Not long after Terri King set up her real estate brokerage in Asheville in 2011, a salesman stopped by the office while King was talking with an employee at the front desk.
“He said, ‘I’d like to talk to Mr. King,’ and I just turned to him and stuck out my hand and said, ‘I’m Mr. King,’” she recalled recently.
These days, however, female real estate agents seem to be the norm rather than exceptions.
Nationwide, women account for 65% of Realtors, the National Association of Realtors says, up from 57% in 2010. A look at the online rosters of agents at the largest firms in Buncombe County suggests that women make up a majority of brokers here also, although many top-level jobs are still held by men.
Local women in the business say the job requires good listening skills, the ability to motivate yourself, knowledge of the community and the housing market and, yes, hard work. Those interviewed for this story said their gender hasn’t been a barrier to them in the field.
In addition to earnings, they cited rewards such as being your own boss, having schedule flexibility and the satisfaction of guiding clients through what’s often the largest financial transaction they will ever make.
Luck and timing
King, a Buncombe County native, began her working life as an agricultural extension agent. Seven years later, she was working with tobacco farmers in Madison County when changes in the federal tobacco program portended big changes in her job. She switched to real estate sales in 2003 and later started her own small firm.
The 2008 housing crash wiped out her business, and King, who by that time had a master’s degree in entrepreneurship, began producing and selling furniture made of reclaimed wood from old barns. Each piece came with a written description of the wood’s provenance and a photo of the barn. In 2011, King bought the local Coldwell Banker franchise — the previous owner had gone out of business — and started a brokerage practically from scratch. She transferred the furniture company to her business partner in order to focus on real estate.
“This was when everybody thought real estate was over; they thought real estate was never going to come back,” King recalls. “When I told family and friends and other businesspeople … everybody was like, ‘Oh, Terri, don’t do this.’”
Today, Coldwell Banker King has five offices and about 90 brokers. After the crash, says King, there were fewer firms and brokers in the market, creating more of an opportunity for her company as real estate did indeed come back.
“There’s no substitute for luck and timing,” she observes. “I just believed I lived in an area where people wanted to live, and boy, has that proved true.”
The first years, though, were tough. “I just put my head down and worked at it,” she remembers.
The road to success in the industry is often a curvy one. In a nationwide survey by the National Association of Realtors, only 5% of respondents said that real estate was their first career. (Realtors are members of their local real estate association and must adhere to the NAR’s code of ethics. Licensed brokers do not have to be Realtors, although many are.)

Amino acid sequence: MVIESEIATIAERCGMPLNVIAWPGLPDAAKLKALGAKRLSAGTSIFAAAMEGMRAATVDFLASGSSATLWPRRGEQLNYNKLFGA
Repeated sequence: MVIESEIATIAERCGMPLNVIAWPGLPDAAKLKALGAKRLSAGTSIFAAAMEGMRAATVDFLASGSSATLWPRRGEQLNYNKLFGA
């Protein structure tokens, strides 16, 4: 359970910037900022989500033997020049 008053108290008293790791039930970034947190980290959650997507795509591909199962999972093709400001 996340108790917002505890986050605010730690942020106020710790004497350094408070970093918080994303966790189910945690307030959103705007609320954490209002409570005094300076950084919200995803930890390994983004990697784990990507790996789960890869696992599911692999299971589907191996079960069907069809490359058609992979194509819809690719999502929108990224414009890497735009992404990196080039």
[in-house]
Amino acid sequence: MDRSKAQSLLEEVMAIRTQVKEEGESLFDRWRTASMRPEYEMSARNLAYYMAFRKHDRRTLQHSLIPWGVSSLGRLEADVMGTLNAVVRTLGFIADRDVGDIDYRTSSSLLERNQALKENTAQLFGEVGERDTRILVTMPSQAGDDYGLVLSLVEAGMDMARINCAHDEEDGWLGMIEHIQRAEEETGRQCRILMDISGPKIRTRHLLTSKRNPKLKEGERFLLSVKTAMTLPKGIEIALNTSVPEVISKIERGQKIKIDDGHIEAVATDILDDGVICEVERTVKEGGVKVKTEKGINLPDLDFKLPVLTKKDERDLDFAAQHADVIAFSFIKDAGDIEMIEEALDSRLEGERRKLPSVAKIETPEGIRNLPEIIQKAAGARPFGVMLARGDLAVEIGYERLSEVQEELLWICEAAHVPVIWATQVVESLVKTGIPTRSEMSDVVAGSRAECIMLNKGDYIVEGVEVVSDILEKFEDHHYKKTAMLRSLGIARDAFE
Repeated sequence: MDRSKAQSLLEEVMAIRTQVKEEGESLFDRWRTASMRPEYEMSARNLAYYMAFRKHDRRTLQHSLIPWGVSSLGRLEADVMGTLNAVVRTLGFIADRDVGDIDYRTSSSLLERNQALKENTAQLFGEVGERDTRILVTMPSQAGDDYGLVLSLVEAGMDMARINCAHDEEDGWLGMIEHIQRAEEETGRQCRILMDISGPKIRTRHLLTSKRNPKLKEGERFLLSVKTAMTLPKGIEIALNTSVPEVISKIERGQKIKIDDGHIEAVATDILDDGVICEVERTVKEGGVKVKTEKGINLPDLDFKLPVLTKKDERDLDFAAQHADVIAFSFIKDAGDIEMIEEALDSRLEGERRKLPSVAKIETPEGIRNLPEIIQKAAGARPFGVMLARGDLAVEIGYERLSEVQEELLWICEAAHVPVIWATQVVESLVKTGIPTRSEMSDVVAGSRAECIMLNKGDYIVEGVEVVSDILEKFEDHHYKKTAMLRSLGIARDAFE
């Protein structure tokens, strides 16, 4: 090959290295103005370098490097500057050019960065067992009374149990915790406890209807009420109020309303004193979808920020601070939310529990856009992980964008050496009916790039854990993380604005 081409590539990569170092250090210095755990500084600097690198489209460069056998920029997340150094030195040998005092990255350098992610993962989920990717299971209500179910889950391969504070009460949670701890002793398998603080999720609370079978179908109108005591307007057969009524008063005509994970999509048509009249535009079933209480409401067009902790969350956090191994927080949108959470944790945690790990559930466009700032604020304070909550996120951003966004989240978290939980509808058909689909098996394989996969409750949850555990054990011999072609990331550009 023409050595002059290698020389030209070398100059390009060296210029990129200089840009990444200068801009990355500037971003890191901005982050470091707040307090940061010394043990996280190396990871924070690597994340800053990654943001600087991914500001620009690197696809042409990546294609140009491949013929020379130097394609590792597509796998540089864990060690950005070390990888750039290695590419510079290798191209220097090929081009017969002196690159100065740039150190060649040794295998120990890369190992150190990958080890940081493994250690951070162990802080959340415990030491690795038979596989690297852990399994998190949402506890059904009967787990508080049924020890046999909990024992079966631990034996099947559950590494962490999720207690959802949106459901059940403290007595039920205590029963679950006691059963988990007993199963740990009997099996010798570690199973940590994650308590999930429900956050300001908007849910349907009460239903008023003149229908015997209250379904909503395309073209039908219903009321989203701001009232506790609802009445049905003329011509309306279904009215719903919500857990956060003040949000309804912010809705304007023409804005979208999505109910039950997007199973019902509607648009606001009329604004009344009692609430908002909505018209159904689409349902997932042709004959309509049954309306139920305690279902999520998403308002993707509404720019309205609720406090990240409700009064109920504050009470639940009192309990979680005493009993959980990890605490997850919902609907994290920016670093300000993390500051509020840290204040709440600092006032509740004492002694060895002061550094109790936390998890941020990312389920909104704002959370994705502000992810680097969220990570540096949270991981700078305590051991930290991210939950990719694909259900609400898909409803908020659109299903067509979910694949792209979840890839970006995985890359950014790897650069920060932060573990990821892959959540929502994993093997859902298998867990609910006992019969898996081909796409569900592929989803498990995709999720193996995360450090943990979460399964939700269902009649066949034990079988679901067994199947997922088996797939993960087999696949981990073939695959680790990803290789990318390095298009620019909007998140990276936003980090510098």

Vanessa Byrd, a broker at Mosaic Community Lifestyle Realty, got her undergraduate degree in interior design and was buying, restoring and then selling historic homes when the housing crash came. She became a Realtor in 2010.
Mary Cade Mainwaring majored in psychology in college and planned to become a therapist, but a few years after graduation, she starting working at her father’s real estate agency. She later turned to selling Mary Kay cosmetics for a few years before returning to real estate and now works at Town and Mountain Realty.
For a real estate broker, having a healthy network of friends and acquaintances is an especially important asset. Gaia Goldman’s story illustrates the difficulty of starting a career in the industry without one.
She entered the field in the Sarasota, Fla., area shortly after graduating from college in the late 1990s. But, she says, “I quickly found that the normal, average consumer was really skeptical of trusting their lifelong investment to a 22-year-old.”
Goldman taught herself Spanish and focused on the needs of Hispanic families, whom she says most other local Realtors were ignoring at the time. Most of her clients had limited budgets, however, and the approach required selling many “little houses for not a lot of money.”
She made 28 sales in her first year. “It was incredibly hard work, but it was incredibly validating to help these people who knew even less than I did about buying a house.”
Goldman and her husband, who serves as her back-office support staff, also took a career detour, running a family resort in the south of France for five years before moving to Asheville in 2013. She now works out of the Biltmore Park office of Beverly-Hanks, Realtors.
Making your own way
Women in the business offered several explanations for the large number of female agents in residential real estate. Some are drawn to the field as a way to generate a second paycheck to supplement their spouses’ earnings, they say, adding that the work allows more flexibility for taking care of family matters than a typical hourly wage job.
But whether a broker is male or female, it’s good to have a backup way to pay the bills during the often lean early years. In 2019, the median gross income for Realtors with less than two years’ experience was $8,900, an NAR survey found.